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Motor City

From the Database of Home of the Underdogs




Copyright 1995, Max Design

The last game developed and published by Austrian developer Max Design before they were bought out by Sunflowers, Motor City (marketed in Germany as Oldtimer) is an excellent simulation of the car industry that is sadly not as well known as Impressions’ Detroit. Although they both tackle the same subject matter, Motor City is a much better game due to a more realistic and versatile economics model that underlies the game.

The idea in Motor City will be familiar to Detroit players: as manager of a fledgling car company, your job is to expand your business by designing and selling cars. Similar to Detroit, most of the time you will be looking at the premises of your company, on which you start with only two buildings: administration, and warehouse. Motor City includes many more options and details that Detroit lacks. For example, before you can build a car you must choose general concepts, e.g. size (small, medium, or large), whether its roof can be opened, chassis type, and engine type. All these components cost money, of course. Since building cars take time to complete (and the time varies depending on how many bells & whistles you add to it) but you have fixed costs to pay every month, having a long-term business plan, including astute timing of when to market new models, is crucial to winning the game. There are numerous statistics you can access at any time to see how you faring in the industry, from overall financial position to track record and trends.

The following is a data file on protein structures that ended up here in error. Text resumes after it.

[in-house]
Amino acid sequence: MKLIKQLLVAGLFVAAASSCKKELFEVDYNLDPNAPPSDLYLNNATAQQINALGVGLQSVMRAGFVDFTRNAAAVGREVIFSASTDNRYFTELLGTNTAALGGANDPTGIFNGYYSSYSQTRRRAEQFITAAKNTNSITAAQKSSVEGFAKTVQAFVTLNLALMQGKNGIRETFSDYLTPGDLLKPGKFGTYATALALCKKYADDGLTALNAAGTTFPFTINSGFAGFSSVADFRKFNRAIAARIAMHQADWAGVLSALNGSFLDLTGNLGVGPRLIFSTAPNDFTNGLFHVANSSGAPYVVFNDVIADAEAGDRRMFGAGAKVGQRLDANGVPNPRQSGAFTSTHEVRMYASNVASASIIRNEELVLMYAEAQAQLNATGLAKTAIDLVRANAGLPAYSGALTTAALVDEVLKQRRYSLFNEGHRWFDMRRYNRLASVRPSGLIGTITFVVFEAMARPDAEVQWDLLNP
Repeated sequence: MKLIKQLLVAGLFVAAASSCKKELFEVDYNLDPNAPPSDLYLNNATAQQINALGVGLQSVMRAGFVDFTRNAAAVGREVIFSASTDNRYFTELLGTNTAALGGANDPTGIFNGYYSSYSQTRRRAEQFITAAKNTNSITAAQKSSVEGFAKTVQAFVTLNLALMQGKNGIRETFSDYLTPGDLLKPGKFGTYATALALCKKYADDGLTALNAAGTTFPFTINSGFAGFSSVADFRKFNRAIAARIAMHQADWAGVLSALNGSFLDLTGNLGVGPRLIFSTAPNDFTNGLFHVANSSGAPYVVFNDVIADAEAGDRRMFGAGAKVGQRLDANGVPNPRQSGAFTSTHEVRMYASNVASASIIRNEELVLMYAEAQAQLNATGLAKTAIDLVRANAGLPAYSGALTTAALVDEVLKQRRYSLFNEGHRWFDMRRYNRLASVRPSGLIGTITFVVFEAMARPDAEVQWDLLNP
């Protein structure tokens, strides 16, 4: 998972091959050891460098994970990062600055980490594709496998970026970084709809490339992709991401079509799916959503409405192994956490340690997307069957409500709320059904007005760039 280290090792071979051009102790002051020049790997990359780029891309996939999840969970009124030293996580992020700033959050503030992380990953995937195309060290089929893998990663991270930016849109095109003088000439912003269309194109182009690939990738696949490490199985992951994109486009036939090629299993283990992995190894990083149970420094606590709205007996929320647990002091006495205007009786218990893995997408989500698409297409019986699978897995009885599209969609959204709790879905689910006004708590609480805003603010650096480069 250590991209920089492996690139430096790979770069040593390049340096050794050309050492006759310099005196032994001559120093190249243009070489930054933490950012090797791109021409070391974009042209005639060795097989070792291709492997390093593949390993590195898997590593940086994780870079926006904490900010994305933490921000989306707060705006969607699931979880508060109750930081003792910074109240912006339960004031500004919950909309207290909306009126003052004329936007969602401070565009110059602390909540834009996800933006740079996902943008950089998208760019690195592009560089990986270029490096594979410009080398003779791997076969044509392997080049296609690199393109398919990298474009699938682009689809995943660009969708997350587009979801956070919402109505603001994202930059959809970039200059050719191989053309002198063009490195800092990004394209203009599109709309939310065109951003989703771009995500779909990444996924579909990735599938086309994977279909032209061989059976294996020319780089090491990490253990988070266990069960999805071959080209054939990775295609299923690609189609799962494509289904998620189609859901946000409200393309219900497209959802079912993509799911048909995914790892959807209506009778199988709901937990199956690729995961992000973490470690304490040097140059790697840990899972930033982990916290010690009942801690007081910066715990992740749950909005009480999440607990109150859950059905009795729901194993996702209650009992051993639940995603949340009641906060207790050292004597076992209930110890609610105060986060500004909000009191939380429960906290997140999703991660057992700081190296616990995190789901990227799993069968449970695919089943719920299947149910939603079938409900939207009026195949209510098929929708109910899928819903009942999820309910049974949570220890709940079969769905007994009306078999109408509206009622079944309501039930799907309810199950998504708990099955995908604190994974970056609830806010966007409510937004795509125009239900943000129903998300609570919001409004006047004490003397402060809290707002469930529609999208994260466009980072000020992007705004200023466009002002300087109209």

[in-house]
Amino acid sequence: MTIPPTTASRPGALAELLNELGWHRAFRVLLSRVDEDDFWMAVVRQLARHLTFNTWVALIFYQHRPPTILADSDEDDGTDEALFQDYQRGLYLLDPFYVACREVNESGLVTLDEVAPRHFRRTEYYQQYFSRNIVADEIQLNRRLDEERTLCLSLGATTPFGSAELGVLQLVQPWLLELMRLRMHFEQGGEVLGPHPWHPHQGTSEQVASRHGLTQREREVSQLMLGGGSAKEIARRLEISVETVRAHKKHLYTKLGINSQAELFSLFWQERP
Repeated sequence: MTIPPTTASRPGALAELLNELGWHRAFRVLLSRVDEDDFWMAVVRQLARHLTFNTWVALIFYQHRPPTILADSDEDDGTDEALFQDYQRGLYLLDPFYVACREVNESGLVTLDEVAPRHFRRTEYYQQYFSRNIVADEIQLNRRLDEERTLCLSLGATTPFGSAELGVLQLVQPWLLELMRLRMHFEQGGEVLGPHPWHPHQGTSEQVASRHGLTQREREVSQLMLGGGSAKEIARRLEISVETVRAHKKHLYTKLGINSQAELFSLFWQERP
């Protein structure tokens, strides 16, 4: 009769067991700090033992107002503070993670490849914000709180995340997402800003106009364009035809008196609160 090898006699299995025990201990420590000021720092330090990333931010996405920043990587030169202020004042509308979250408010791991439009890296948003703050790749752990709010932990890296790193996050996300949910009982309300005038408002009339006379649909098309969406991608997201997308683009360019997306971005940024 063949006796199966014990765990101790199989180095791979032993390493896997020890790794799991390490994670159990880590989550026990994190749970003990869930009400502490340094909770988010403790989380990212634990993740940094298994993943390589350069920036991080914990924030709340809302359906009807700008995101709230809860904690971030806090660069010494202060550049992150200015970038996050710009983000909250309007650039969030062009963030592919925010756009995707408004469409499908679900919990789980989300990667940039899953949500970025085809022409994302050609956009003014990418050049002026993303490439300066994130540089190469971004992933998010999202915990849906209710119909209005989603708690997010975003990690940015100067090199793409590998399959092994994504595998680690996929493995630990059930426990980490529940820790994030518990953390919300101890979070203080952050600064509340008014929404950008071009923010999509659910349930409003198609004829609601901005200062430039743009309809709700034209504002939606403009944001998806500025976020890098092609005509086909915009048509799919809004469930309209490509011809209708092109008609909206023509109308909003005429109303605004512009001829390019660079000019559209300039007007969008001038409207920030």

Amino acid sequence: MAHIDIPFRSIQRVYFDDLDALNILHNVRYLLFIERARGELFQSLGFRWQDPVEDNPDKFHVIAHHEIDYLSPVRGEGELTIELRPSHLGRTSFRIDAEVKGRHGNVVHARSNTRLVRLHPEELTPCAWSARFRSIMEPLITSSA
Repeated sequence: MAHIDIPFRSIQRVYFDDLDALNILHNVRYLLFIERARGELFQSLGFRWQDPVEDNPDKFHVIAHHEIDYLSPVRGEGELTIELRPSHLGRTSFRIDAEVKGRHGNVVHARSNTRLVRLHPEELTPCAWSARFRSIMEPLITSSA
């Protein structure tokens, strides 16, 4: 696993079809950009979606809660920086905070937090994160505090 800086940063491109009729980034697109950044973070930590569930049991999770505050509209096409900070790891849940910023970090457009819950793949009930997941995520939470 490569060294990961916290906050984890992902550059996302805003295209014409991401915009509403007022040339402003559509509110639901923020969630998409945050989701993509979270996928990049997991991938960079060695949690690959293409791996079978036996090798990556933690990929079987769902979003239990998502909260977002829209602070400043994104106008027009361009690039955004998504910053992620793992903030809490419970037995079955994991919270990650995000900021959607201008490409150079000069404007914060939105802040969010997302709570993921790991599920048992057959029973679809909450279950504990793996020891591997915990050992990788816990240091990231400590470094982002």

Overall, I am very impressed with Motor City‘s depth and variety of options. Detroit is a lot of fun, but it often feels as if it could have been about any other industry had Impressions substitute cars with other products. Motor City, on the other hand, contains many industry-specific details that aren’t common to other industries. The bottom line is, if you want a more sophisticated business simulation than Detroit, Motor City is a must-have. It may not be as accessible as Detroit, but its economic model is hard to beat (and quite educational as you put more time into studying how the market works). Top dog, without a doubt, and a two thumbs up from this fan.

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